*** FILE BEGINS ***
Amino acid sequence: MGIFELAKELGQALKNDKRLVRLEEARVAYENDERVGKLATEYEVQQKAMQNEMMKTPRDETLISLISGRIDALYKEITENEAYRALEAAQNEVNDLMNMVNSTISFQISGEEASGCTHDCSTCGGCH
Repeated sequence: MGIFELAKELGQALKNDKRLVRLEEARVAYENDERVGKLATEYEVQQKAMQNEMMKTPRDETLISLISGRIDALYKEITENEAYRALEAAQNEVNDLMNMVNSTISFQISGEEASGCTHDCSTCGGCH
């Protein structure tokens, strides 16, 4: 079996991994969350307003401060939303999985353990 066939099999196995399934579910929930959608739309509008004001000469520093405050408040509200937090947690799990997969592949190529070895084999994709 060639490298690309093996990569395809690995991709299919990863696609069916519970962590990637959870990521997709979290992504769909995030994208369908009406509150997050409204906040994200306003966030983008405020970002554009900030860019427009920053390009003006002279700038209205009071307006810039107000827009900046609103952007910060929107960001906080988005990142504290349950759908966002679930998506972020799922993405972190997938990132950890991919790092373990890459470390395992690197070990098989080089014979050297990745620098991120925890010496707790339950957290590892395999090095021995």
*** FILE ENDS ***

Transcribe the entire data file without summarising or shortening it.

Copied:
Amino acid sequence: MGIFELAKELGQALKNDKRLVRLEEARVAYENDERVGKLATEYEVQQKAMQNEMMKTPRDETLISLISGRIDALYKEITENEAYRALEAAQNEVNDLMNMVNSTISFQISGEEASGCTHDCSTCGGCH
Repeated sequence: MGIFELAKELGQALKNDKRLVRLEEARVAYENDERVGKLATEYEVQQKAMQNEMMKTPRDETLISLISGRIDALYKEITENEAYRALEAAQNEVNDLMNMVNSTISFQISGEEASGCTHDCSTCGGCH
């Protein structure tokens, strides 16, 4: 079996991994969350307003401060939303999985353990 066939099999196995399934579910929930959608739309509008004001000469520093405050408040509200937090947690799990997969592949190529070895084999994709 060639490298690309093996990569395809690995991709299919990863696609069916519970962590990637959870990521997709979290992504769909995030994208369908009406509150997050409204906040994200306003966030983008405020970002554009900030860019427009920053390009003006002279700038209205009071307006810039107000827009900046609103952007910060929107960001906080988005990142504290349950759908966002679930998506972020799922993405972190997938990132950890991919790092373990890459470390395992690197070990098989080089014979050297990745620098991120925890010496707790339950957290590892395999090095021995």